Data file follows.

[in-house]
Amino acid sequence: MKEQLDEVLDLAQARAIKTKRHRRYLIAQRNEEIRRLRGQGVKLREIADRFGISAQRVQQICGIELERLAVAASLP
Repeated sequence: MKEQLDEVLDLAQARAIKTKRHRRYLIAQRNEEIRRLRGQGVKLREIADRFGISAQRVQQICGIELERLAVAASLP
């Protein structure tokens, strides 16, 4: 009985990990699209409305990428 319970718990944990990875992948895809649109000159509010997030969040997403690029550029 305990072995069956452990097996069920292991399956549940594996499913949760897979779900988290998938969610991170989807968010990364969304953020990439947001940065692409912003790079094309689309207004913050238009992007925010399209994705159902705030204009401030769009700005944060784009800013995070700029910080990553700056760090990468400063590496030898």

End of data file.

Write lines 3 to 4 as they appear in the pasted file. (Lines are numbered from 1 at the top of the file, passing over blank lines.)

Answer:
Repeated sequence: MKEQLDEVLDLAQARAIKTKRHRRYLIAQRNEEIRRLRGQGVKLREIADRFGISAQRVQQICGIELERLAVAASLP
């Protein structure tokens, strides 16, 4: 009985990990699209409305990428 319970718990944990990875992948895809649109000159509010997030969040997403690029550029 305990072995069956452990097996069920292991399956549940594996499913949760897979779900988290998938969610991170989807968010990364969304953020990439947001940065692409912003790079094309689309207004913050238009992007925010399209994705159902705030204009401030769009700005944060784009800013995070700029910080990553700056760090990468400063590496030898």